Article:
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The Ontario Superior Court has recently ruled that employees can bring an independent civil action in relation to workplace harassment that is unrelated to another legal right or protection.

Until recently, employees dealing with workplace harassment were generally restricted to:

  • Suing or filing a human rights application for harassment related to unlawful discrimination;
  • Filing a complaint with the appropriate government agency about workplace harassment that violated health and safety or harassment laws; or
  • Suing for constructive dismissal based on harassing conduct, meaning that the employee was essentially forced to end the employment relationship.

However, in Merrifield v Attorney General (2017 ONSC 1333) (“Merrifield”) the Ontario Superior Court of Justice introduced a new freestanding basis to sue for workplace harassment when it allowed an employee’s claim against his employer and two superiors for the tort of harassment and awarded significant damages against the defendants.

The decision not only clarifies both employer responsibility and liability with respect to harassment at work, but it also opens the possibility that employees could bring a non-human rights based harassment claim while being employed, rather than needing to simultaneously claim that their employment is terminated.

Facts

In Merrifield the plaintiff, a Royal Canadian Mounted Police (“RCMP”) member since 1998, had been involved in national security investigations and obtaining convictions in high profile prosecutions. He brought a civil claim alleging that his superiors harassed and bullied him. He claimed, in particular, that his superiors made unjustified and unwarranted decisions about him because he sought nomination as a federal Progressive Conservative candidate in 2005. The plaintiff claimed to suffer:

  • Demeaning comments;
  • Unwarranted investigation;
  • The tarnishing of his reputation; and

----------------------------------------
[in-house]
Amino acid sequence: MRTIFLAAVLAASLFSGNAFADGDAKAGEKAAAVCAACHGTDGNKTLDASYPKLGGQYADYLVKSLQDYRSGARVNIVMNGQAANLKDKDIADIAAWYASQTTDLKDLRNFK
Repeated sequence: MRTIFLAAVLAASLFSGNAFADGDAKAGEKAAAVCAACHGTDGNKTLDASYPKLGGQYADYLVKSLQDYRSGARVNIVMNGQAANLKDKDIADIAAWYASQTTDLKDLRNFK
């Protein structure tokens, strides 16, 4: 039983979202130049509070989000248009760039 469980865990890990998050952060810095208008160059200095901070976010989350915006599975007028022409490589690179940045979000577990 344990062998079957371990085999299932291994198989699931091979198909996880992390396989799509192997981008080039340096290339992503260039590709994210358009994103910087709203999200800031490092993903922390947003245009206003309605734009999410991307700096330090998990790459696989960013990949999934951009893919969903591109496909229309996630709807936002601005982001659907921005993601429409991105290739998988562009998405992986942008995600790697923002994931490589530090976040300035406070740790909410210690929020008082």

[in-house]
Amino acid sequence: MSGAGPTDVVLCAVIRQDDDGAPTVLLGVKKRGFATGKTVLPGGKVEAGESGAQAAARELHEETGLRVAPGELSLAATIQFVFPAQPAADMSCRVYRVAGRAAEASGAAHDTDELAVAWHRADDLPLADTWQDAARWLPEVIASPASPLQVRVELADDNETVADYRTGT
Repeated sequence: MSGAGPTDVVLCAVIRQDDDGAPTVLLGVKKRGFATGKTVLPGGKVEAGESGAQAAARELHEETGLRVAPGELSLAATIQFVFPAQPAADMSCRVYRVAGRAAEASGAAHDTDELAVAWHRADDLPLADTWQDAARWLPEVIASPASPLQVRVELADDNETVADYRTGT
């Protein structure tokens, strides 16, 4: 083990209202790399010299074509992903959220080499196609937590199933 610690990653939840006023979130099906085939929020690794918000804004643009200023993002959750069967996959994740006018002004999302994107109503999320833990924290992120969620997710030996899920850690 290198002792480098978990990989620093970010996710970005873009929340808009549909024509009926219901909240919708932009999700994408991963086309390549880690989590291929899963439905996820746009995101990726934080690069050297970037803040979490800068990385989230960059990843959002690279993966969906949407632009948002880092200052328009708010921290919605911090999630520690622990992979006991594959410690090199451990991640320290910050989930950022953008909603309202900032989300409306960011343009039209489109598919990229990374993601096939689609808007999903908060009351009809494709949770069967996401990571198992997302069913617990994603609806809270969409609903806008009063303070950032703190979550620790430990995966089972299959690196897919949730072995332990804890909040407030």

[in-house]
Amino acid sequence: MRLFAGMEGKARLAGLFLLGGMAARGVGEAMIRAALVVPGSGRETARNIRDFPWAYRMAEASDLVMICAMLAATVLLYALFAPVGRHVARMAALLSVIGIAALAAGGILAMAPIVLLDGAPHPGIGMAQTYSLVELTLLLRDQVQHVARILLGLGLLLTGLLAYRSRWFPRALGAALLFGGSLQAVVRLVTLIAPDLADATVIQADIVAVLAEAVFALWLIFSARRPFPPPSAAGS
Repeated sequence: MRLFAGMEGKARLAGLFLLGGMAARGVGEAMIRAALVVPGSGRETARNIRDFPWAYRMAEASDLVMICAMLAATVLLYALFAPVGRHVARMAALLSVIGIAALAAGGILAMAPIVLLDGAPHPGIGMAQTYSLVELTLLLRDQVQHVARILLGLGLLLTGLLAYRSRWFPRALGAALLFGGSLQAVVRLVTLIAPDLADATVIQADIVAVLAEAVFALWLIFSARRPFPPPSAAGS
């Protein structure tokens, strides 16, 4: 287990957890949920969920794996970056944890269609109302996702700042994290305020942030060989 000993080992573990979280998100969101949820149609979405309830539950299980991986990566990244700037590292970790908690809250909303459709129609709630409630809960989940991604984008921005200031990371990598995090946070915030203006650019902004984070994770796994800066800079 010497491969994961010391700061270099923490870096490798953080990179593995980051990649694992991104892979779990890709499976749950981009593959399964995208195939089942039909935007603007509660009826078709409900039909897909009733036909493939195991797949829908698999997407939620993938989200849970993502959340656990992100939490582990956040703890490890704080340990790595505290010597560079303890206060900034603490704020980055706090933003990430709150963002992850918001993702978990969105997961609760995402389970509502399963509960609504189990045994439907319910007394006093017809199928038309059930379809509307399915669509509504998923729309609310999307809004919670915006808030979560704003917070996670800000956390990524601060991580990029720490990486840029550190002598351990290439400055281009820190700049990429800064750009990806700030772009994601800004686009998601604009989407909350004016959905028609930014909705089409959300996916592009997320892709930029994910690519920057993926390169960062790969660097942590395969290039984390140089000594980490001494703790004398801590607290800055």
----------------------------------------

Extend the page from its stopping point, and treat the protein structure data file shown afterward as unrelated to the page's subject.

• A disciplinary transfer.

While the plaintiff raised his concerns with his superiors, the RCMP did not respond.

Test for Harassment and the Decision

The defendants took the position that there is no freestanding tort of harassment, relying on prior caselaw including the Ontario Superior Court of Justice’s 2012 decision in Desjardins v Society of Obstetricians and Gynecologists of Canada et al. However, in a lengthy 900 paragraph decision, the Court held that harassment can be a cause of action in Ontario and outlined the following test for the tort:

  • Was the conduct of the defendants toward the employee outrageous?
  • Did the defendant intend to cause emotional stress, or did they have a reckless disregard for causing the employee to suffer emotional distress?
  • Did the employee suffer from severe or extreme emotional distress?
  • Was the outrageous conduct of the defendant the cause of the emotional distress?

The trial judge found that each branch of the test for harassment had been proven and awarded the plaintiff $100,000 in general damages and $41,000 in special damages for income lost due to career setbacks.

Takeaways

While the decision is currently being appealed, it is still significant as it represents an expansion of employer liability in relation to workplace harassment. Whereas previously employees had to claim constructive dismissal and essentially walk away from their employment before suing for harassment, the Merrifield decision provides employees with the option of suing for harassment while remaining employed. Employers can now be subject to a civil lawsuit from employees for harassment and if the test for harassment is met, those employers can be liable to pay damages.

The Merrifield decision also highlights the importance of properly responding to complaints of harassment and proactively preventing workplace harassment all together. Employers should review and update their workplace harassment policies and procedures on a regular basis to ensure compliance with the law. Following a proper workplace harassment program can help employers prevent situations from rising to the threshold necessary to constitute the tort of harassment.

Written by Kristine Gorman, Associate

For more information about managing and preventing harassment in the workplace, please contact Sharaf Sultan at ssultan@sultanlawyers.com, Krista Kais-Prial at kkais-prial@sultanlawyers.com or Kristine Gorman at kgorman@sultanlawyers.com, or directly at 416-214-5111.


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